We are fooled by our use of grammar and run into trouble when we try to think of understanding as a mental process of some duration in our mind. Wittgenstein’s reference to Augustine–in which time is something that Augustine knows provided that no one asks him–helps to illustrate the problematic nature of understanding (PI, 89). It seems an odd question to ask when we were first aware of the rules of chess in their entirety. If asked, we cannot say exactly when we knew all of the rules of chess and we do not experience a period of understanding during which we become consciously aware of all of these rules while moving a single chess piece (p. 59e, n.(b)). Sometimes we doubt that we are able to whistle a tune in its entirety, but discover to our satisfaction that after beginning the first few notes we can. On other occasions, we’re mistaken when we believe that we do know the tune when in fact we sometimes discover that we do not or have forgotten it (PI, 184).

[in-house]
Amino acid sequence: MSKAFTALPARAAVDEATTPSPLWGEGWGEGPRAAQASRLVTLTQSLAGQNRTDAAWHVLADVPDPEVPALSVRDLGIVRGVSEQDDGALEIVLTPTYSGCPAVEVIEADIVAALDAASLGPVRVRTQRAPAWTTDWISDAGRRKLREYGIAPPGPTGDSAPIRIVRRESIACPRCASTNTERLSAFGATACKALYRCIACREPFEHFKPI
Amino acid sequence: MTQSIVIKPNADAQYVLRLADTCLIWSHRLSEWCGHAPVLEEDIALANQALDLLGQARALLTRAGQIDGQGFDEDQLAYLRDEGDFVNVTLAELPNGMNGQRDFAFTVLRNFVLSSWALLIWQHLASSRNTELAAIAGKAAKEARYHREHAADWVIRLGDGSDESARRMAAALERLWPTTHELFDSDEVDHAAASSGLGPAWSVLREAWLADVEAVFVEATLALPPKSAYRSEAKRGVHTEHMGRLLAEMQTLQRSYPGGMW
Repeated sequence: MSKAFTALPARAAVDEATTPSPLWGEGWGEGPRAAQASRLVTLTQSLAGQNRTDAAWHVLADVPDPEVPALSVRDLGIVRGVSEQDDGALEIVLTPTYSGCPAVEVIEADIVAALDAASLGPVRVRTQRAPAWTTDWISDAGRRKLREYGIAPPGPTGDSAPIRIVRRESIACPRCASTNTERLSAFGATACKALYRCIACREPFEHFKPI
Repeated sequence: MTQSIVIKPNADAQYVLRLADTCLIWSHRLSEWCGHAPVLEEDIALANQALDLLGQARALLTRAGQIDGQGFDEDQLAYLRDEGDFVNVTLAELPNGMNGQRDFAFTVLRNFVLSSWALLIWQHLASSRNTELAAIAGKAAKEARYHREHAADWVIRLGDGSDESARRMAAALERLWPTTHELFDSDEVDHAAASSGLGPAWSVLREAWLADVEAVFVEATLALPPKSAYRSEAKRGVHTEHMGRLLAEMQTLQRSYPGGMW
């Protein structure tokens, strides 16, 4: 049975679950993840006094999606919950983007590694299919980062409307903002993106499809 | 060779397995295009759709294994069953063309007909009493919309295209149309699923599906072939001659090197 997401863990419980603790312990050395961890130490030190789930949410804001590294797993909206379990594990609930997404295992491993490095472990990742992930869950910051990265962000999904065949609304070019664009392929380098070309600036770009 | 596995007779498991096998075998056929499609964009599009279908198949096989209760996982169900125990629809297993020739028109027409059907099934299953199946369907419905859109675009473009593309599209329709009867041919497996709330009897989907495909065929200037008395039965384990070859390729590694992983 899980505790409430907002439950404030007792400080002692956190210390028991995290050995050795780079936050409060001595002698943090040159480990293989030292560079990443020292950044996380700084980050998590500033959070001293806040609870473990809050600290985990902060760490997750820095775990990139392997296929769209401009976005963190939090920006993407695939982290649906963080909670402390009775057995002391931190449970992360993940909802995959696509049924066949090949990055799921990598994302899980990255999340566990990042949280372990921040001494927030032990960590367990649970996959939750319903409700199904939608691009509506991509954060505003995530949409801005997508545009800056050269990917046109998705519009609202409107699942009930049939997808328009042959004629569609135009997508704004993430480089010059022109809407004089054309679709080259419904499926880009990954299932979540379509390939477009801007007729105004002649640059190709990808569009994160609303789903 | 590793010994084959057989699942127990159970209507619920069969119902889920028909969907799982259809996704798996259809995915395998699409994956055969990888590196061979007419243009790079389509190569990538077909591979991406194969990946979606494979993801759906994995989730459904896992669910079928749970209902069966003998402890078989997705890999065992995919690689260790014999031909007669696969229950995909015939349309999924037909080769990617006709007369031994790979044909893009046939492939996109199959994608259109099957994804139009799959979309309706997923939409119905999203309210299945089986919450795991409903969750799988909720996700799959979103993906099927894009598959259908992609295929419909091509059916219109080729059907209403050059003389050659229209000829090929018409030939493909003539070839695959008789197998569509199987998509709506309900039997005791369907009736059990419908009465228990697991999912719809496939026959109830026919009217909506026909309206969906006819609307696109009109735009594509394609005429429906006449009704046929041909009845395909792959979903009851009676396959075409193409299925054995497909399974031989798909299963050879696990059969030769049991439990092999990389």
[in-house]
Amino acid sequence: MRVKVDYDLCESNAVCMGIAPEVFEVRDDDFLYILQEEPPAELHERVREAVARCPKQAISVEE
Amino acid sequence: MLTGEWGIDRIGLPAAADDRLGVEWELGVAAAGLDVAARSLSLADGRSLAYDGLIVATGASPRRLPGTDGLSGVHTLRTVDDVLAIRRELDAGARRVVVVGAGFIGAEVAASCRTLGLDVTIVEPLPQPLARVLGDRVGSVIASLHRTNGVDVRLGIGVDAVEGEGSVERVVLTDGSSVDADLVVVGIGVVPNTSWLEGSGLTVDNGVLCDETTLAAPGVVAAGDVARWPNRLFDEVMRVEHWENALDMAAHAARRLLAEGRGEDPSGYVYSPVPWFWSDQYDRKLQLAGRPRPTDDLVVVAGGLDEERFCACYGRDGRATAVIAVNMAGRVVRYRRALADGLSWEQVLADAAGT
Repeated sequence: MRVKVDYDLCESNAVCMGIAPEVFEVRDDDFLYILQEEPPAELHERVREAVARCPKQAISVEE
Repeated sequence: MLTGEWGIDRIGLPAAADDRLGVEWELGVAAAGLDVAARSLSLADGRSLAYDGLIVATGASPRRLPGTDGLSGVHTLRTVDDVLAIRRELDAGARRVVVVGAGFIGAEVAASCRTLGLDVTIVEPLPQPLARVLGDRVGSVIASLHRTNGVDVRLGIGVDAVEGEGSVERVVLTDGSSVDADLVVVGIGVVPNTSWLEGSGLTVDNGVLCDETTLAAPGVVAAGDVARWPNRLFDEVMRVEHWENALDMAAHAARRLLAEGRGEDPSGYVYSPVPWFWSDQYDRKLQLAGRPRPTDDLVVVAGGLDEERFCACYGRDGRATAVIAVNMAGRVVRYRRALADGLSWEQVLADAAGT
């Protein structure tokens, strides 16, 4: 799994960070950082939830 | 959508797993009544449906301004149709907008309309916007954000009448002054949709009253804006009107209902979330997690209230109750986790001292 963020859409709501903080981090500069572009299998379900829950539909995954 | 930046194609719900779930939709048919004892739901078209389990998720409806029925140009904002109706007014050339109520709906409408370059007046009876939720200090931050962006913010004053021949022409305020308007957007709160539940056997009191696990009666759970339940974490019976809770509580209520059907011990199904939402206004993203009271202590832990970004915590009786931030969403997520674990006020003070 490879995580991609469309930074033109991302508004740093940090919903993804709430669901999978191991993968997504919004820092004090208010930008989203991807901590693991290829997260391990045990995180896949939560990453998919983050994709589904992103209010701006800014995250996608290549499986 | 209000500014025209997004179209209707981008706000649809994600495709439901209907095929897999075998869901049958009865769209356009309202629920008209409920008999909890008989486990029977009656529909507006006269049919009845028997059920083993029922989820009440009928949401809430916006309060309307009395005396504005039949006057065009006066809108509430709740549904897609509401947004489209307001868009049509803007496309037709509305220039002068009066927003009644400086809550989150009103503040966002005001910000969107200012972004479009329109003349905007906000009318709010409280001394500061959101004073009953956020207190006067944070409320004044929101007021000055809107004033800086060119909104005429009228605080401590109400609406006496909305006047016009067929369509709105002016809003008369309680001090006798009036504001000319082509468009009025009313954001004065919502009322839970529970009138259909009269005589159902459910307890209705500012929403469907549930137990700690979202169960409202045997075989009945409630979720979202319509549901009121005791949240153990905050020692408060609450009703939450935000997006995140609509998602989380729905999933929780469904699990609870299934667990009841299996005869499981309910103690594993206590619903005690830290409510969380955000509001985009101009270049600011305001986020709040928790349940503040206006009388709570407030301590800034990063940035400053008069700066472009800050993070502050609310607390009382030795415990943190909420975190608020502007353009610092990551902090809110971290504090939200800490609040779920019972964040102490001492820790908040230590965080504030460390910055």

Wittgenstein’s resolution in (154) argues that understanding and knowledge rely upon the particular circumstances in which they are being demonstrated. Rather than be misled by the grammar of these verbs, we should instead inquire into the circumstances which provide the justification for our concluding that we know how to go on. Certainty of knowledge will be embedded within the language-game itself; there are criteria used to determine whether or not understanding has taken place and these criteria vary from circumstance to circumstance (PI, 182). Wittgenstein argues that "the criteria which we accept for . . . ‘being able to’, ‘understanding’, are much more complicated than might appear at first sight" (PI, 182).